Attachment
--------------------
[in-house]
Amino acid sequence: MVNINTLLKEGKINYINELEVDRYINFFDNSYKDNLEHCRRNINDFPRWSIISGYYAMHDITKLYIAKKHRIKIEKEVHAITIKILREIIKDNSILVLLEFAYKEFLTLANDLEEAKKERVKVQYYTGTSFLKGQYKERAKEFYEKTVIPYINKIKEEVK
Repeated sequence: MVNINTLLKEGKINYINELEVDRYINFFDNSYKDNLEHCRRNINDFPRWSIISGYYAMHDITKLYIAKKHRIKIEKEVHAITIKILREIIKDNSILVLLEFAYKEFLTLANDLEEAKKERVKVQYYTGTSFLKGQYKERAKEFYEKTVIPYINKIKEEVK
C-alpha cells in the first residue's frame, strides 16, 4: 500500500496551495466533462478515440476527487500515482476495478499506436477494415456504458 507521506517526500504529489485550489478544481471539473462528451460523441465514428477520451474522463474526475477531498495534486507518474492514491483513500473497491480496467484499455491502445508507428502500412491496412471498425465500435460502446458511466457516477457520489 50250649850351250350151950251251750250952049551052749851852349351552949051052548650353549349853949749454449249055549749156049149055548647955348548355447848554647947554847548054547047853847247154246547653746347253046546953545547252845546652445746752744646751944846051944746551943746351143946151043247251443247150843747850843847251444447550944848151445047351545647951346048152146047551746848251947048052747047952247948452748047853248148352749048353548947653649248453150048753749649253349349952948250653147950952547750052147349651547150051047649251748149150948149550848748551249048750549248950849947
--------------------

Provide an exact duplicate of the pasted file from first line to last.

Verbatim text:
[in-house]
Amino acid sequence: MVNINTLLKEGKINYINELEVDRYINFFDNSYKDNLEHCRRNINDFPRWSIISGYYAMHDITKLYIAKKHRIKIEKEVHAITIKILREIIKDNSILVLLEFAYKEFLTLANDLEEAKKERVKVQYYTGTSFLKGQYKERAKEFYEKTVIPYINKIKEEVK
Repeated sequence: MVNINTLLKEGKINYINELEVDRYINFFDNSYKDNLEHCRRNINDFPRWSIISGYYAMHDITKLYIAKKHRIKIEKEVHAITIKILREIIKDNSILVLLEFAYKEFLTLANDLEEAKKERVKVQYYTGTSFLKGQYKERAKEFYEKTVIPYINKIKEEVK
C-alpha cells in the first residue's frame, strides 16, 4: 500500500496551495466533462478515440476527487500515482476495478499506436477494415456504458 507521506517526500504529489485550489478544481471539473462528451460523441465514428477520451474522463474526475477531498495534486507518474492514491483513500473497491480496467484499455491502445508507428502500412491496412471498425465500435460502446458511466457516477457520489 50250649850351250350151950251251750250952049551052749851852349351552949051052548650353549349853949749454449249055549749156049149055548647955348548355447848554647947554847548054547047853847247154246547653746347253046546953545547252845546652445746752744646751944846051944746551943746351143946151043247251443247150843747850843847251444447550944848151445047351545647951346048152146047551746848251947048052747047952247948452748047853248148352749048353548947653649248453150048753749649253349349952948250653147950952547750052147349651547150051047649251748149150948149550848748551249048750549248950849947